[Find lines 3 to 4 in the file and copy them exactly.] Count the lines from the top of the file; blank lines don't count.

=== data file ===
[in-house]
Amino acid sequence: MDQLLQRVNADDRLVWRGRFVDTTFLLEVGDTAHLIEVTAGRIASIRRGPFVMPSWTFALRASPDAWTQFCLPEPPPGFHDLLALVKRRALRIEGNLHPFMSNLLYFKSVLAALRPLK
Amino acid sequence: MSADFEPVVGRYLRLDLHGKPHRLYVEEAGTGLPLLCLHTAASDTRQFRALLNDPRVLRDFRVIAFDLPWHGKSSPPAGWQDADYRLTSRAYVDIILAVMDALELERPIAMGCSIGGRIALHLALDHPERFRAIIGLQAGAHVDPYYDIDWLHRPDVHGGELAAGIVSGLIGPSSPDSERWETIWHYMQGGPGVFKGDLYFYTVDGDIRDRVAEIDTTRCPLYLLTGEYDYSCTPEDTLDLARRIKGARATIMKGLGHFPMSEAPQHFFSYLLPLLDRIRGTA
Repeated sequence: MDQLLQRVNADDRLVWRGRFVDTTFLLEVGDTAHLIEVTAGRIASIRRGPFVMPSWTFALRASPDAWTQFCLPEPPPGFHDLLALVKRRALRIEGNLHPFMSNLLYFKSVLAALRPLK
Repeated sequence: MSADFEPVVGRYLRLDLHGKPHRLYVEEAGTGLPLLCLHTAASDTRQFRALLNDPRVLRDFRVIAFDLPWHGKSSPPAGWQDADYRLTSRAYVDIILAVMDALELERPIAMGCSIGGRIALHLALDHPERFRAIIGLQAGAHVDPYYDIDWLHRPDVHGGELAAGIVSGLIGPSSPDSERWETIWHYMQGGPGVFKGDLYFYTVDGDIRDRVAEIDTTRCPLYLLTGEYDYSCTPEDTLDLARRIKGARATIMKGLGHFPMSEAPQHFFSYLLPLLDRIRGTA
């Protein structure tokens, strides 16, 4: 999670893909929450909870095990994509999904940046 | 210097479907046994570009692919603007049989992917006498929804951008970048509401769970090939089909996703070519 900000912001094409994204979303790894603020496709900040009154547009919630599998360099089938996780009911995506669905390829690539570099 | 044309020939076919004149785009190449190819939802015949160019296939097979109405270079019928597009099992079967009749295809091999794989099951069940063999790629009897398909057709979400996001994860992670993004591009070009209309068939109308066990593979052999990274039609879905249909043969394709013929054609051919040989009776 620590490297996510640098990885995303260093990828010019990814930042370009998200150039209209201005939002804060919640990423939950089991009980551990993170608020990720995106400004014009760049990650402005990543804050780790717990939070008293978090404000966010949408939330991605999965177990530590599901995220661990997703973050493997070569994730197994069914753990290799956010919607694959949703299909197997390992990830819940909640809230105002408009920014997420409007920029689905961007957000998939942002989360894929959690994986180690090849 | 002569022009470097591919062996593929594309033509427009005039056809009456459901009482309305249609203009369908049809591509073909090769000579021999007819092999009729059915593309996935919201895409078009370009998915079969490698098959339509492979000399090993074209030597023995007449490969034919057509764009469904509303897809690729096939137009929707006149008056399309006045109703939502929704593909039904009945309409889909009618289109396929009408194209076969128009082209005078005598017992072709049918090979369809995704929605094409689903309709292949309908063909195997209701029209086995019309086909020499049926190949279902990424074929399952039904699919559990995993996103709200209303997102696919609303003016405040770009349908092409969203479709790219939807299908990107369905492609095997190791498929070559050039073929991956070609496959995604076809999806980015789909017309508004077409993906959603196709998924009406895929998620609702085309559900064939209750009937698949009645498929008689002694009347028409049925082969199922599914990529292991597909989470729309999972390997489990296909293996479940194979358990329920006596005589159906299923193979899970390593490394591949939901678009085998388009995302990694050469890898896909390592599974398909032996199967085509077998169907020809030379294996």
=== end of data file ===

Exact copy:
Amino acid sequence: MSADFEPVVGRYLRLDLHGKPHRLYVEEAGTGLPLLCLHTAASDTRQFRALLNDPRVLRDFRVIAFDLPWHGKSSPPAGWQDADYRLTSRAYVDIILAVMDALELERPIAMGCSIGGRIALHLALDHPERFRAIIGLQAGAHVDPYYDIDWLHRPDVHGGELAAGIVSGLIGPSSPDSERWETIWHYMQGGPGVFKGDLYFYTVDGDIRDRVAEIDTTRCPLYLLTGEYDYSCTPEDTLDLARRIKGARATIMKGLGHFPMSEAPQHFFSYLLPLLDRIRGTA
Repeated sequence: MDQLLQRVNADDRLVWRGRFVDTTFLLEVGDTAHLIEVTAGRIASIRRGPFVMPSWTFALRASPDAWTQFCLPEPPPGFHDLLALVKRRALRIEGNLHPFMSNLLYFKSVLAALRPLK